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June 13th, 2017

After a loved one’s diagnosis

By uclahealth

What to do after a loved one’s diagnosis with Alzheimer's Disease

Helping a friend or family member who is facing a health battle can be daunting. You may not know what to say or do. However, simply showing you care can provide someone who is sick with much needed comfort. Try these three strategies to show your support.

1. Visit regularly

Seeing your loved one in person provides emotional support at a time when he or she may feel alone. Remember to:

  • Be flexible about what the visit entails. Your friend or family member may not be up for talking. However, just sitting and reading a book, listening to music or watching TV can provide comfort.
  • If your loved one does want to talk, listen and be receptive to feelings of sadness, fear or anger about the illness. Don’t offer medical advice.
  • Don’t be afraid to ask if your friend is experiencing any discomfort – you may be able to help by adjusting pillows or letting caregivers know.
  • Remember to discuss topics your friend or family member enjoys, so you’re not solely focused on the illness.
  • When appropriate, ask your loved one for opinions and advice as you would in any friendship.
  • Hug or hold hands with your loved one to show you care.
  • Call ahead to schedule visits at a time that’s good for your loved one and mention your next visit so he or she can look forward to it.

2. Call and text often

Frequent contact with your loved one through phone calls, texts or e-mails can also offer support.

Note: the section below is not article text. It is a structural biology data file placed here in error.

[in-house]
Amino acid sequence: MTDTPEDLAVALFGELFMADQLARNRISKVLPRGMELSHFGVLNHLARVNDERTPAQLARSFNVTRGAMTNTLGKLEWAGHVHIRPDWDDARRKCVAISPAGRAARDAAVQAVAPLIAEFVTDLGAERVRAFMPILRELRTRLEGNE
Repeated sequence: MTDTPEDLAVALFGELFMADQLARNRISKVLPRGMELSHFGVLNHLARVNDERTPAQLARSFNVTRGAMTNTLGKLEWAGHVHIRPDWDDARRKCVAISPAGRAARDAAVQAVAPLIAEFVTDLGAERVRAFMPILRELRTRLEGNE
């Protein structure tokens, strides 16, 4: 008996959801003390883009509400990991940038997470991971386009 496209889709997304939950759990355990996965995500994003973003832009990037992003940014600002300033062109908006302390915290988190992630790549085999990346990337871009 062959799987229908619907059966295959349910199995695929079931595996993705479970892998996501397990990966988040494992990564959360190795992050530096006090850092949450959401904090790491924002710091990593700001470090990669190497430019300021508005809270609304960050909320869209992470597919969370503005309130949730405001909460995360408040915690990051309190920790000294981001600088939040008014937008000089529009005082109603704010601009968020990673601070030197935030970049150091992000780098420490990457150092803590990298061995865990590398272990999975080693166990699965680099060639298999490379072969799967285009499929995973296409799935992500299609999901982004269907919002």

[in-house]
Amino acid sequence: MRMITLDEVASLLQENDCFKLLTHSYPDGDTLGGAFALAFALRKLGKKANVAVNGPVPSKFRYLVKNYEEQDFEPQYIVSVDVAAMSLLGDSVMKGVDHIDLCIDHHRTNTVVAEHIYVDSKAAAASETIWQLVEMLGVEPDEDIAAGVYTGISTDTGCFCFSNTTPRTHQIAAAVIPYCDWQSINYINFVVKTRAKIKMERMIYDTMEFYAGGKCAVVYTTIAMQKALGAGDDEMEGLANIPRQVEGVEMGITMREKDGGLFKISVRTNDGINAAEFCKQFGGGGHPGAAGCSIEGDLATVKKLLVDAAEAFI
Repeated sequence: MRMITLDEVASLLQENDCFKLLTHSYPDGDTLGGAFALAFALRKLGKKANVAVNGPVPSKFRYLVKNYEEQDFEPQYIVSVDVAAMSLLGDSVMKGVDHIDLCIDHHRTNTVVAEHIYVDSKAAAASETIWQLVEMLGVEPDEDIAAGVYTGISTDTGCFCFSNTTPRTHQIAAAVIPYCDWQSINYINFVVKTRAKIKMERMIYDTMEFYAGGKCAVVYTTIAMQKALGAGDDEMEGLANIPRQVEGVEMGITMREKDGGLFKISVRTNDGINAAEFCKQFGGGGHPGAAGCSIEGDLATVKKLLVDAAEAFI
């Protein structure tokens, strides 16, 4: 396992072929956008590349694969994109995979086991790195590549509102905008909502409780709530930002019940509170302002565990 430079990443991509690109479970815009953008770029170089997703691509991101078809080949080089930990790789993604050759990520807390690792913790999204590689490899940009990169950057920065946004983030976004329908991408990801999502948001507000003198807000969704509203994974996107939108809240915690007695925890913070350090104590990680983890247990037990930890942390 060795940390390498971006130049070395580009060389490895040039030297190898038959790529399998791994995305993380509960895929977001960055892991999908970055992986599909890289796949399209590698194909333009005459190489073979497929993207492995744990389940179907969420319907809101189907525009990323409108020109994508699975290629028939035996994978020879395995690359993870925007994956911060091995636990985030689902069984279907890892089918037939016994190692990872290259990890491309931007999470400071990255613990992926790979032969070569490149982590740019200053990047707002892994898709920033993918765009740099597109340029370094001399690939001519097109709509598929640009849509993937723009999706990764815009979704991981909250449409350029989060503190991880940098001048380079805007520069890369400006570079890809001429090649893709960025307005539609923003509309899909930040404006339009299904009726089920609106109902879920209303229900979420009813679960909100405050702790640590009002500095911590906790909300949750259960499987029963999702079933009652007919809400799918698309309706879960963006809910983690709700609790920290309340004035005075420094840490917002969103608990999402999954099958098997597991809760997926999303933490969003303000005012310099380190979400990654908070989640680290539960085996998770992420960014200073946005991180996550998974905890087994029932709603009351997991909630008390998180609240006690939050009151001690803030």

• Try sending e-mails or texts with family photos or links to articles on the web that you know would interest your friend. This can help take his or her mind off the illness.
  • Reach out at times that are convenient for your loved one.
  • As you’re wrapping up, remind your friend that you’ll be in touch soon.
  • Be careful communicating via social media – you don’t know how much information your loved one wants to share about the illness in a public forum.

3. Help with household duties

Offer to shop, cook, clean, or perform other household tasks or errands. Be as specific as possible. For example, saying “I would like to walk your dog Monday, Wednesday and Friday evenings,” can help take the burden of organizing tasks off your loved one.

Several online websites are also available to help with logistics, allowing you to create online signup sheets to organize friends and family for food preparation and meal delivery. If you’re unable to help with meals, your loved one may qualify for assistance from Project Angel Food. This nonprofit prepares and drops off healthy meals and offers nutritional counseling free of charge to people in Los Angeles County who cannot shop or cook for themselves due to illness.

There are also services online dedicated to helping you organize logistics for childcare, pet care, lawn care, transportation, household chores or visits for emotional support through these sites.

In addition, UCLA Health provides a variety of support and educational opportunities for caregivers and loved ones of those affected by illness.

Tags: Alzheimer’s disease, dementia, elderly care, emotional support, healthcare, Healthy Living, hospital visitors, medical care, Project Angel Food, visiting in the hospital, Wellness

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